Climate Centre partner scientist’s international award for ‘outstanding service’18/04/2018 - by the Climate Centre
The World Meteorological Organization (WMO) last week gave the 2018 Commission on Climatology Award for Outstanding Service to Simon Mason – Chief Climate Scientist at the International Research Institute for Climate and Society (IRI).
Dr Mason, a longstanding Climate Centre collaborator, is a focal point for the IRI’s partnership with the IFRC and led development of the Climate Predictability Tool (CPT).
The WMO said the award was in recognition of his contributions to the commission, particularly with training activities and as a contributor to regional forums and the CPT.
The award was presented at a ceremony at WMO headquarters in Geneva last Tuesday – the second day of the 17th session of the Commission on Climatology (CCl) that ended Friday.
Simon Mason has been involved in research and operations on seasonal forecasting since joining IRI in 1997.
He was earlier deputy director of the Climatology Research Group at the University of the Witwatersrand in South Africa, where he developed models for predicting Southern African rainfall.
“The WMO could not have chosen a better recipient for this award,” said Climate Centre Director Maarten van Aalst.
“Few scientists have truly delivered climate services like Simon has,” he emphasized, “including in countries where climate information is much harder to come by, but the need far greater.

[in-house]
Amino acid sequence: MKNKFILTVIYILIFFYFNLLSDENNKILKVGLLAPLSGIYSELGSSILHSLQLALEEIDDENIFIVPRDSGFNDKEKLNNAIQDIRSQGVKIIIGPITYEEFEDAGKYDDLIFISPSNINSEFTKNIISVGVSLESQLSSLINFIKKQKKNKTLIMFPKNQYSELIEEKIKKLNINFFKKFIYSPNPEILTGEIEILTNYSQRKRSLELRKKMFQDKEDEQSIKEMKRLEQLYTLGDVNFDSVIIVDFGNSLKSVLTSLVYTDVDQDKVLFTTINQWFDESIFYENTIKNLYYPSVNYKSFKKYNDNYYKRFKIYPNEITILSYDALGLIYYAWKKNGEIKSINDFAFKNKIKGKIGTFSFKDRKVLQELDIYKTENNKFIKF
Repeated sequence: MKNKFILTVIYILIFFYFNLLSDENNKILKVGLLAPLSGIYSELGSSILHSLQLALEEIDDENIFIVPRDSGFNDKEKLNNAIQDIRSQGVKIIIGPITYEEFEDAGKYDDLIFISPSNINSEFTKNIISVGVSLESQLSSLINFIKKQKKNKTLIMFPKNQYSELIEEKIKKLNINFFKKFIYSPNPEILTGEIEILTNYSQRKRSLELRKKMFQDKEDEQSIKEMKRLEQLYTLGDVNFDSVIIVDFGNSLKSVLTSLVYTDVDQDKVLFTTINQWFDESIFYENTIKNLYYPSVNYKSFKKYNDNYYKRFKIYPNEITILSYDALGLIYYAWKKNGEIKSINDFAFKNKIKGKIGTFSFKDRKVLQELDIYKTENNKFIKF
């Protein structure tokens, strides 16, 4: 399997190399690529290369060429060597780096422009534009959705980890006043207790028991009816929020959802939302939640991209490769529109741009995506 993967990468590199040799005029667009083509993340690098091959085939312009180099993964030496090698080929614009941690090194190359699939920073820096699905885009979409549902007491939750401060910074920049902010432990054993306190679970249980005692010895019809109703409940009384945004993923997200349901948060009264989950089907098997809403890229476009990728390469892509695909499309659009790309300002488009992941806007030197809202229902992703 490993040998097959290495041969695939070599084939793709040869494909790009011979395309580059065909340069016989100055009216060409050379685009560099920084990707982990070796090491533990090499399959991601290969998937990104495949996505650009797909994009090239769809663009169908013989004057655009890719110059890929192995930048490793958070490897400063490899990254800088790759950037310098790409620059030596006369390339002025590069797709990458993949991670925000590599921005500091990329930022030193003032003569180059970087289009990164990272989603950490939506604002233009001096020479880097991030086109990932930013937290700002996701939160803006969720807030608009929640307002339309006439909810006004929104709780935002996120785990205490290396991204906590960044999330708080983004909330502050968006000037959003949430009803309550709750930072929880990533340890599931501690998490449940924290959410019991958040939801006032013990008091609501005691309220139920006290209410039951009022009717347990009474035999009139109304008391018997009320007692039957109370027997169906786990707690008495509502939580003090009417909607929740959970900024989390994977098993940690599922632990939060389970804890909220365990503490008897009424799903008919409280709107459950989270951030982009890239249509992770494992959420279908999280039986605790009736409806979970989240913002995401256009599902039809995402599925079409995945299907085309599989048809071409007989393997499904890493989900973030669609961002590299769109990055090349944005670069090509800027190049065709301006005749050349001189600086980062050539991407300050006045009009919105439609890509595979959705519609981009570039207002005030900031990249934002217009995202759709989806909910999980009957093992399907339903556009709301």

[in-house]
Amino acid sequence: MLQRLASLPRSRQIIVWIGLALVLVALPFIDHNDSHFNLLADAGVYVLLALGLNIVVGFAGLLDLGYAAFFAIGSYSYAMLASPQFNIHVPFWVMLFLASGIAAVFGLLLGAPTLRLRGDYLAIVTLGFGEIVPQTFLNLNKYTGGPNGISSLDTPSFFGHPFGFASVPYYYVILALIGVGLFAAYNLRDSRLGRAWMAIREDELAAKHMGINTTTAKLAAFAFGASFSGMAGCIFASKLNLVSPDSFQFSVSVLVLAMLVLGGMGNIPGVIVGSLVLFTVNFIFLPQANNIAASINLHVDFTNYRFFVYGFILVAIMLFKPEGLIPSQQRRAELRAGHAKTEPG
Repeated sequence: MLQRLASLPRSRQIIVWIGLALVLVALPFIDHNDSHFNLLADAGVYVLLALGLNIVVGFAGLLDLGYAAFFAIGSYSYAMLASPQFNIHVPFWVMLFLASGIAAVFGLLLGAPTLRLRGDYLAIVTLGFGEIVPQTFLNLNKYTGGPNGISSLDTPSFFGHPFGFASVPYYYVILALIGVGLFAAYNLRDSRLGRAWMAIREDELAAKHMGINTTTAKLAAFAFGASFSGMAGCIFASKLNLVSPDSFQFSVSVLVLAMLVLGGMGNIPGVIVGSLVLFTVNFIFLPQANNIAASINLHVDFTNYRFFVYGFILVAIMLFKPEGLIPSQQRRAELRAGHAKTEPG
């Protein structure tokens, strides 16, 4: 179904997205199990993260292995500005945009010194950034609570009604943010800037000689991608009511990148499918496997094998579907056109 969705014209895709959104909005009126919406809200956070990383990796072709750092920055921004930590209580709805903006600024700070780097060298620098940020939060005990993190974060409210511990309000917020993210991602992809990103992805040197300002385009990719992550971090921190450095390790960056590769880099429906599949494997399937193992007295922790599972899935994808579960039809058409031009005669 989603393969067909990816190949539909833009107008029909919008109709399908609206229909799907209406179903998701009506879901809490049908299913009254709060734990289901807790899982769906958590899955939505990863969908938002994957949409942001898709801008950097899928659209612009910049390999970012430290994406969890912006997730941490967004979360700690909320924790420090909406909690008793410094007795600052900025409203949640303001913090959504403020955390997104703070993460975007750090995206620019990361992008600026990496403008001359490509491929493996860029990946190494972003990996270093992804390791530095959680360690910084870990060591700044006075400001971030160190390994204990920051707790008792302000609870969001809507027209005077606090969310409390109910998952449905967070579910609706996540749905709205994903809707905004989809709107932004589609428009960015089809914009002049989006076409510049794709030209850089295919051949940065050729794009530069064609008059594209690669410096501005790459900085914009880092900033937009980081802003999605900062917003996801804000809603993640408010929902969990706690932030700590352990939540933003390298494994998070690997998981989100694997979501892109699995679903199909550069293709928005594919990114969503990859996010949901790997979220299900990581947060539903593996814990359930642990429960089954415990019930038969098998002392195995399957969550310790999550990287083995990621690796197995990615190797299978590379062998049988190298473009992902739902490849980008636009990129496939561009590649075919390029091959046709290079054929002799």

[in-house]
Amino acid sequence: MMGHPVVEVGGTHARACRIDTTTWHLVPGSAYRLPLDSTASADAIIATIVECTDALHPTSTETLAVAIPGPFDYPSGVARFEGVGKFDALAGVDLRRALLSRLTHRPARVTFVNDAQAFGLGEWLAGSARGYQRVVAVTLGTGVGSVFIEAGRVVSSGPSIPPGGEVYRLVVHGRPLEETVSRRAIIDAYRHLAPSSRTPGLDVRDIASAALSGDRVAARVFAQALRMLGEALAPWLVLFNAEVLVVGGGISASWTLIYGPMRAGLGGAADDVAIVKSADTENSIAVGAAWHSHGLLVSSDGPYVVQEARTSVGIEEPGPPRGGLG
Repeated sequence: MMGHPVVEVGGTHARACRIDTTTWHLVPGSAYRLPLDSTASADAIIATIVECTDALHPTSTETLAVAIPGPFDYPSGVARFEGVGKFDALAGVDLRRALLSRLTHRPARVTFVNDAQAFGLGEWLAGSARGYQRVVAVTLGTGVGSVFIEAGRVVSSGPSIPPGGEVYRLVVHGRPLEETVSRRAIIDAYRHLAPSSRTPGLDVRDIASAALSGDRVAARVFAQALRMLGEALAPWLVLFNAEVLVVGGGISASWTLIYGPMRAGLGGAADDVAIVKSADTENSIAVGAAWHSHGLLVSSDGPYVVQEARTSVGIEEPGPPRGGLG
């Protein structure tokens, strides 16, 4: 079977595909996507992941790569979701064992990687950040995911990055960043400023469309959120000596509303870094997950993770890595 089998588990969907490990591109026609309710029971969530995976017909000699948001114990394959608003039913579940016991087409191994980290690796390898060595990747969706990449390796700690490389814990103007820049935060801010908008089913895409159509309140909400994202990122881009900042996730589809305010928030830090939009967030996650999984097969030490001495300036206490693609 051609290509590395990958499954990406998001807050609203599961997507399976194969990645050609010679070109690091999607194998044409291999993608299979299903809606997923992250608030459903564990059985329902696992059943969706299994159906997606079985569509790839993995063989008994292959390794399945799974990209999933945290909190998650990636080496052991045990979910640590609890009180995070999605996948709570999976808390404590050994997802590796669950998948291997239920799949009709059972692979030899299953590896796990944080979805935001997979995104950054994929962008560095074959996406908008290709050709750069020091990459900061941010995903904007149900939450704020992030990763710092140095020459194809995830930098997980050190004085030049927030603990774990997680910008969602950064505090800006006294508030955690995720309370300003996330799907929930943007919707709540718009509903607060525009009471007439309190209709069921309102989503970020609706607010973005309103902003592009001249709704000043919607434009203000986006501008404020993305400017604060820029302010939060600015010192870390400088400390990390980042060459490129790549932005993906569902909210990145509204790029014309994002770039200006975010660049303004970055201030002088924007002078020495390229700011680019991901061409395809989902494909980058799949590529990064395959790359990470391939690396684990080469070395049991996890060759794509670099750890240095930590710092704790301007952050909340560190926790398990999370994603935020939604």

“His contributions to the Red Cross Red Crescent include work on our map rooms and FbF triggers, but also supervision of several IRI interns seconded to National Societies – many of whom went on to become valued experts in their own right after benefiting from his insights and encouragement.
“I’ve personally relished not just his scientific excellence and his focus on making climate services truly useful for the people who need them, but also his communication skills and sense of humour.”
The CCl, a key constituent body of the WMO, convenes panels of experts on the management of climate data, monitoring, climate services, and information for adaptation and risk management, the organization says.
Simon Mason presents to an international group of visiting broadcast meteorologists in New York during a Climate Week event. (Library photo: Elisabeth Gawthrop/IRI)